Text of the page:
Bret Alexandra has no shortage of homes to spiff up—the home stylist and model was recently named design manager and head of sales for Denver-based home-staging and retail company Guest House—but that doesn’t mean she neglects her own spaces, which she refreshes, well, all the time. “For me, choosing timeless pieces is key,” she says, “but I’m also an avid believer in constantly moving things around—I rearrange my living room and bedroom probably once a quarter.” Why so often? “There are so many different ways that you can experience a home,” she explains, “and it doesn’t always have to involve buying something new. Sometimes, it’s about getting a new perspective on what you already have.”

1. Courtesy of Meek Modern & Vintage; 2. Courtesy of Public Goods; 3. Courtesy of Alyson Khan; 4. Courtesy of Amazon; 5. courtesy of Acera Liven; 6. Courtesy of The Citizenry; 7. Getty Images; 8. Courtesy of Sheepdog; 9. Courtesy of Broadwick Fibers; 10. Courtesy of Stitch & Shutter.

1. Positive energy. I’m a fan of smudging, which is the holistic practice of burning a bundle of herbs or resins (think: sage or palo santo) to cleanse the energy in a space. I use a cedar and lavender bundle from Meek Modern & Vintage.

2. Sensory treats. Two things that can really refresh a space (and the mind) are scents and sounds. Play some music in the background—I love Marshall’s amp-inspired Acton II Bluetooth speaker—and light a candle (try Public Goods’ Black Currant scented candle) as you enjoy your reimagined space.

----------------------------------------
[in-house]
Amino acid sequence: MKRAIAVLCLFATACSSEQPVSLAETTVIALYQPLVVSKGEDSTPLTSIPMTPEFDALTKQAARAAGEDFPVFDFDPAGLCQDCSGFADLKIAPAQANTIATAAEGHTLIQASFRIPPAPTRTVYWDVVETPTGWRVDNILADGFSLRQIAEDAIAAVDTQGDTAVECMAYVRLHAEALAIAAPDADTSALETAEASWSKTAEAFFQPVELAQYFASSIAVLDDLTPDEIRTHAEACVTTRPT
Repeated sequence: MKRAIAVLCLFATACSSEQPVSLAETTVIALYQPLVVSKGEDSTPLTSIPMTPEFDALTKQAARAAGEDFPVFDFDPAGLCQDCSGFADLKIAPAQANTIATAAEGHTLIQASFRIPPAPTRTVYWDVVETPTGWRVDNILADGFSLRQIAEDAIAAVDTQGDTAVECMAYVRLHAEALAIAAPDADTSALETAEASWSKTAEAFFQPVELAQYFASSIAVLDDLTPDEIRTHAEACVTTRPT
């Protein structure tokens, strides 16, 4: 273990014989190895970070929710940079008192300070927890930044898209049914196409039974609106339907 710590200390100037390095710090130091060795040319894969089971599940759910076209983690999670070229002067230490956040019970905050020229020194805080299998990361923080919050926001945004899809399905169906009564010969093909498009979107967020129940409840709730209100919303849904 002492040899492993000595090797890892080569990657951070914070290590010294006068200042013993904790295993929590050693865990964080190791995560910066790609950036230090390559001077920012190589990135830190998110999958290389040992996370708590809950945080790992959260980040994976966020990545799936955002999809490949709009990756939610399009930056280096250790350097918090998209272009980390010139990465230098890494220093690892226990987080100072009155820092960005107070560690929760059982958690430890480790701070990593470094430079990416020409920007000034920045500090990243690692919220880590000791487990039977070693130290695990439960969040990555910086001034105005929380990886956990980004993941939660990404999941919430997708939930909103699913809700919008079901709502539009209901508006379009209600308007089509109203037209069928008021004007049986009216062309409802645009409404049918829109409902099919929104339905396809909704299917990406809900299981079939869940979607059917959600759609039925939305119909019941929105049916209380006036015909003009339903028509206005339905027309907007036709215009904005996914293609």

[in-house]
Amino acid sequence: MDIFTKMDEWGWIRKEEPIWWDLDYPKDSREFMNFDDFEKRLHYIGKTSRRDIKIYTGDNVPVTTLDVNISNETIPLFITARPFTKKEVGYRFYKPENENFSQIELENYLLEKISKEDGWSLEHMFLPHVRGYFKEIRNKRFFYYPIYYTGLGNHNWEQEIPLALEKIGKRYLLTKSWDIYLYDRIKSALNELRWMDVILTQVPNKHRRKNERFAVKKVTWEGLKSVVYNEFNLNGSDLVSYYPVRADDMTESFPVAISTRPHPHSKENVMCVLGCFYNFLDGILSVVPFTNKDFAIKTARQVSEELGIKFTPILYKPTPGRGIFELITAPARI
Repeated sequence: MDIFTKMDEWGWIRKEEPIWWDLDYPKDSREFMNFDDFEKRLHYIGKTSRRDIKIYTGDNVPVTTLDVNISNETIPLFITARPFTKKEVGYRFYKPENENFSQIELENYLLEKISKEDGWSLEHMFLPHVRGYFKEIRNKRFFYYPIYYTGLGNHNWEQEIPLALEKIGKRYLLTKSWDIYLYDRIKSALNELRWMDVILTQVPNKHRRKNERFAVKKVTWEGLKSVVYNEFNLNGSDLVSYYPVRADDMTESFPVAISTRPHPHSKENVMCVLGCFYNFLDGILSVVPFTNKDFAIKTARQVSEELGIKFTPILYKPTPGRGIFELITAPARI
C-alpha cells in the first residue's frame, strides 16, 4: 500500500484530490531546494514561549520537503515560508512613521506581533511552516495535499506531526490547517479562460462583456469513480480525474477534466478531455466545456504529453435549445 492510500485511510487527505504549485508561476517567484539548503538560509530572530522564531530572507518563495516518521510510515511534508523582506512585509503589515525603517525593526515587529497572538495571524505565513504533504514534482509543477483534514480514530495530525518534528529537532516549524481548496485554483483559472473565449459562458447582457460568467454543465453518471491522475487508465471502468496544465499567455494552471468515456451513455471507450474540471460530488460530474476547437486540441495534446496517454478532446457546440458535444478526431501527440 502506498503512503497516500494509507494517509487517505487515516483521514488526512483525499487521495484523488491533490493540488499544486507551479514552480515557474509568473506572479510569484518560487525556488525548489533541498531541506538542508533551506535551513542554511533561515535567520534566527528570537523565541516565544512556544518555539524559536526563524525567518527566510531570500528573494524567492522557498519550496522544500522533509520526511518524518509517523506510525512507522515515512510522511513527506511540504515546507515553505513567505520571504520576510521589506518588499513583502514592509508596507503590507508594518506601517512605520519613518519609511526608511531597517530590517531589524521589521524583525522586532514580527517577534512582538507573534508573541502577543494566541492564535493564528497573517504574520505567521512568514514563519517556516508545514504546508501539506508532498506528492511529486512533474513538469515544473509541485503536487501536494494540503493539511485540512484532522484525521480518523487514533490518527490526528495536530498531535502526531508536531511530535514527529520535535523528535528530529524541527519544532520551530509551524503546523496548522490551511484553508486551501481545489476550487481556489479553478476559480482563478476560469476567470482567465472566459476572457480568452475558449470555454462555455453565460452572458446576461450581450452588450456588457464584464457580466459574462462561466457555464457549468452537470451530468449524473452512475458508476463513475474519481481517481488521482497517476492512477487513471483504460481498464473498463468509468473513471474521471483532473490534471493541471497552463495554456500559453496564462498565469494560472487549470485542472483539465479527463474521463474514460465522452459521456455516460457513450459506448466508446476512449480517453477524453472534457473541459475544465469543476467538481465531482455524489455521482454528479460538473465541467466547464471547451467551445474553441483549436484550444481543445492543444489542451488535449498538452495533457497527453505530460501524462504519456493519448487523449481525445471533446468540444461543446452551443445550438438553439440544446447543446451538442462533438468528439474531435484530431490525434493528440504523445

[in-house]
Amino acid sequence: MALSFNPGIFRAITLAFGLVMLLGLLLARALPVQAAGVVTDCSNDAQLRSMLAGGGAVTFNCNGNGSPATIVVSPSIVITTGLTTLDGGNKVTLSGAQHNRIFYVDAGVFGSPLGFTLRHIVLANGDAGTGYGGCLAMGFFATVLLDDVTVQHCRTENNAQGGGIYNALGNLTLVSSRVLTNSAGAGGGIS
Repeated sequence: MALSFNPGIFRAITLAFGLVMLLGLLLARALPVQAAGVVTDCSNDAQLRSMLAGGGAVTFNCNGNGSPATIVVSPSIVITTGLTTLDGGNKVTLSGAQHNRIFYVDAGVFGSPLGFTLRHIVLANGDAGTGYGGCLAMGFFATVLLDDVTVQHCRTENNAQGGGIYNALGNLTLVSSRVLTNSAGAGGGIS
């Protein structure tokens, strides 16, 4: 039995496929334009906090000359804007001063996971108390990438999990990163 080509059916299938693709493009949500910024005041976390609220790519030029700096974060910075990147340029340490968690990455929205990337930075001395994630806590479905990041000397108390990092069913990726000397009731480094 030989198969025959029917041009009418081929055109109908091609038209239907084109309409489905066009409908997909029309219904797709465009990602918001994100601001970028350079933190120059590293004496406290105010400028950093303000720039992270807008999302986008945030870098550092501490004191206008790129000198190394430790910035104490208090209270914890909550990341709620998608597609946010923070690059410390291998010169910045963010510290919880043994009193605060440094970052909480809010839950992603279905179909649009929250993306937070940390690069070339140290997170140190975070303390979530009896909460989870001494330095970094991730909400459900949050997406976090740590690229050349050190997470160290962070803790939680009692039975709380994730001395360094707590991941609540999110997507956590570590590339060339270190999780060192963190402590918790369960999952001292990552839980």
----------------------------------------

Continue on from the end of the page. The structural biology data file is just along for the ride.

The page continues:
3. Meaningful artwork. Art is probably the most personal means of self-expression in the home, and I think it’s important to find pieces that feel like you. I always enjoy works by local artists Alyson Khan, Alexandra Stefanec, and Chloé Besson. If you’re not ready to commit to something new, try reframing pieces you already have and relocating them around the house.

4. A purposeful pause. We often don’t spend enough time in our favorite places at home. For me, it’s important to set aside time to read a book—one of my new favorites is Homegoing by Yaa Gyasi—meditate, or do something that brings me joy in my favorite room (my serene bedroom).

5. Fresh inspiration. When a space starts feeling “blah” to me, I’ll spend some time on Pinterest or Instagram, or make an extra effort to notice the shapes, textures, and colors I enjoy in everyday life. Locally, I’m always inspired by visits to home-goods shop Modern Nomad (water bottle at pictured below from the Modern Nomad Home collection).

6. Warm accent colors. I’ve really been leaning into warm tones, like muted reds and oranges, because they can be styled into any season with a new pillow, wall color, or statement piece of furniture. Sun at Six’s white-oak and leather Ten chair and the Citizenry’s handwoven Las Artes pillow are two favorites.

7. Live greenery. I love plants, and adding actual life to a space can really improve the overall good vibes. Even if you aren’t a green thumb, there are options that need little to no light, attention, or care. Easygoing plants that I recommend include pothos, snake plants, succulents, and cacti. Shop local at [Alexandra’s new houseplant business] Plant Shawty, ReRoot, or Rosehouse.

8. De-cluttering. As many of us continue to work from home, it’s easy to let spaces overlap and lose their intended purposes. Even if you have to work from your dining table Monday through Friday, clean up that space at the end of the day or week so you can shift its focus. Beautifully crafted wooden storage crates by Eric Asche of Denver studio Sheepdog make the process more enjoyable.

9. Cozy touches. As we settle into late winter—one when we’ll be home more than usual—make it as cozy as possible. My go-tos: a super-chunky, braided merino-wool throw, hand-knit here in Denver by Broadwick Fibers, and a pot of the Boulder Tea Company’s Tranquility tea.

10. A home for everything—even the little things. I look for storage and display solutions that are both functional and pretty, like Denver maker Stitch & Shutter’s hand-shaped leather trinket bowls or a blanket ladder from Broomfield’s 3rd Thistle.